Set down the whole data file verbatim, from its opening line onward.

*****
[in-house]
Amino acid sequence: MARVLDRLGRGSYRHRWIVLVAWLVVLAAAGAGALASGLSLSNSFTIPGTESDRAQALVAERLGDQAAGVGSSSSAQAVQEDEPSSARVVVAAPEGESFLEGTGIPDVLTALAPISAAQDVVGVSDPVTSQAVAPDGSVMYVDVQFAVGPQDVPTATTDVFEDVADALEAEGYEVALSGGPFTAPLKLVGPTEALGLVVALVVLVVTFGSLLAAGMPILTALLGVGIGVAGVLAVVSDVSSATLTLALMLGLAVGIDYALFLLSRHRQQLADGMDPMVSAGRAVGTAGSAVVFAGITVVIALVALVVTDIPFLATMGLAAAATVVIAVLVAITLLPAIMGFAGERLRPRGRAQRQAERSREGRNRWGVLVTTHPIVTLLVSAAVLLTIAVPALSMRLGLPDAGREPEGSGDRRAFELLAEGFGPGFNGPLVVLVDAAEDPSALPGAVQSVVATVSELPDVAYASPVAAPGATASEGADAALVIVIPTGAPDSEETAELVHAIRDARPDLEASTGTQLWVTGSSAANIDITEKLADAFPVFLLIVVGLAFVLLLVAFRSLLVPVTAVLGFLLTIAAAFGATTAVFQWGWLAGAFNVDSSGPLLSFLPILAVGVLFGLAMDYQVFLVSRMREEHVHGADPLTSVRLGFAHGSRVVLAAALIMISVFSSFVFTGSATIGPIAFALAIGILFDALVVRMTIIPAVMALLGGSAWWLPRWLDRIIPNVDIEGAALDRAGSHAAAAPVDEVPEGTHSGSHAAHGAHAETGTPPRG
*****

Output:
[in-house]
Amino acid sequence: MARVLDRLGRGSYRHRWIVLVAWLVVLAAAGAGALASGLSLSNSFTIPGTESDRAQALVAERLGDQAAGVGSSSSAQAVQEDEPSSARVVVAAPEGESFLEGTGIPDVLTALAPISAAQDVVGVSDPVTSQAVAPDGSVMYVDVQFAVGPQDVPTATTDVFEDVADALEAEGYEVALSGGPFTAPLKLVGPTEALGLVVALVVLVVTFGSLLAAGMPILTALLGVGIGVAGVLAVVSDVSSATLTLALMLGLAVGIDYALFLLSRHRQQLADGMDPMVSAGRAVGTAGSAVVFAGITVVIALVALVVTDIPFLATMGLAAAATVVIAVLVAITLLPAIMGFAGERLRPRGRAQRQAERSREGRNRWGVLVTTHPIVTLLVSAAVLLTIAVPALSMRLGLPDAGREPEGSGDRRAFELLAEGFGPGFNGPLVVLVDAAEDPSALPGAVQSVVATVSELPDVAYASPVAAPGATASEGADAALVIVIPTGAPDSEETAELVHAIRDARPDLEASTGTQLWVTGSSAANIDITEKLADAFPVFLLIVVGLAFVLLLVAFRSLLVPVTAVLGFLLTIAAAFGATTAVFQWGWLAGAFNVDSSGPLLSFLPILAVGVLFGLAMDYQVFLVSRMREEHVHGADPLTSVRLGFAHGSRVVLAAALIMISVFSSFVFTGSATIGPIAFALAIGILFDALVVRMTIIPAVMALLGGSAWWLPRWLDRIIPNVDIEGAALDRAGSHAAAAPVDEVPEGTHSGSHAAHGAHAETGTPPRG